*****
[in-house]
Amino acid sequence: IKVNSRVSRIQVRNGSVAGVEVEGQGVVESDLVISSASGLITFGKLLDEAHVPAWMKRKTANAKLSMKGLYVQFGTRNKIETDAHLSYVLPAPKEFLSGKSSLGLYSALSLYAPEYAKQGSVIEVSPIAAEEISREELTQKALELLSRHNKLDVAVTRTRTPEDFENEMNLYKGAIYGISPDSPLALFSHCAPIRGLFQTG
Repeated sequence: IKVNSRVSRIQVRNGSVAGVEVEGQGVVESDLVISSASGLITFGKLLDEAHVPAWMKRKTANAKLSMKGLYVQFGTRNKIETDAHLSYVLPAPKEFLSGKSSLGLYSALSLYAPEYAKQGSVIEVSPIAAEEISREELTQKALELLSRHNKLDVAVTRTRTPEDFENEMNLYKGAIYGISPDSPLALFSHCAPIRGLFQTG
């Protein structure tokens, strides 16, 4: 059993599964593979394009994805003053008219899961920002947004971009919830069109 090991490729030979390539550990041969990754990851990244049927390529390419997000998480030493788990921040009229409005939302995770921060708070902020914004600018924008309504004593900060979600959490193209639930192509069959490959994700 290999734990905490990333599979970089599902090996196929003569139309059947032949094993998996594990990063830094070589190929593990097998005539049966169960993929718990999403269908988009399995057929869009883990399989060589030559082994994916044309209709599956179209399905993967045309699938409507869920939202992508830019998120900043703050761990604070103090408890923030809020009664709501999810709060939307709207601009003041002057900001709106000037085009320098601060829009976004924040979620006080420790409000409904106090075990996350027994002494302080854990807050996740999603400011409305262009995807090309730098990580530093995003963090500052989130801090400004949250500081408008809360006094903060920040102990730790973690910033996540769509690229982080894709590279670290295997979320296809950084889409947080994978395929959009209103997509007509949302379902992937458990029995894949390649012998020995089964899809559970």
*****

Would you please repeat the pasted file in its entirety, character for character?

[in-house]
Amino acid sequence: IKVNSRVSRIQVRNGSVAGVEVEGQGVVESDLVISSASGLITFGKLLDEAHVPAWMKRKTANAKLSMKGLYVQFGTRNKIETDAHLSYVLPAPKEFLSGKSSLGLYSALSLYAPEYAKQGSVIEVSPIAAEEISREELTQKALELLSRHNKLDVAVTRTRTPEDFENEMNLYKGAIYGISPDSPLALFSHCAPIRGLFQTG
Repeated sequence: IKVNSRVSRIQVRNGSVAGVEVEGQGVVESDLVISSASGLITFGKLLDEAHVPAWMKRKTANAKLSMKGLYVQFGTRNKIETDAHLSYVLPAPKEFLSGKSSLGLYSALSLYAPEYAKQGSVIEVSPIAAEEISREELTQKALELLSRHNKLDVAVTRTRTPEDFENEMNLYKGAIYGISPDSPLALFSHCAPIRGLFQTG
């Protein structure tokens, strides 16, 4: 059993599964593979394009994805003053008219899961920002947004971009919830069109 090991490729030979390539550990041969990754990851990244049927390529390419997000998480030493788990921040009229409005939302995770921060708070902020914004600018924008309504004593900060979600959490193209639930192509069959490959994700 290999734990905490990333599979970089599902090996196929003569139309059947032949094993998996594990990063830094070589190929593990097998005539049966169960993929718990999403269908988009399995057929869009883990399989060589030559082994994916044309209709599956179209399905993967045309699938409507869920939202992508830019998120900043703050761990604070103090408890923030809020009664709501999810709060939307709207601009003041002057900001709106000037085009320098601060829009976004924040979620006080420790409000409904106090075990996350027994002494302080854990807050996740999603400011409305262009995807090309730098990580530093995003963090500052989130801090400004949250500081408008809360006094903060920040102990730790973690910033996540769509690229982080894709590279670290295997979320296809950084889409947080994978395929959009209103997509007509949302379902992937458990029995894949390649012998020995089964899809559970």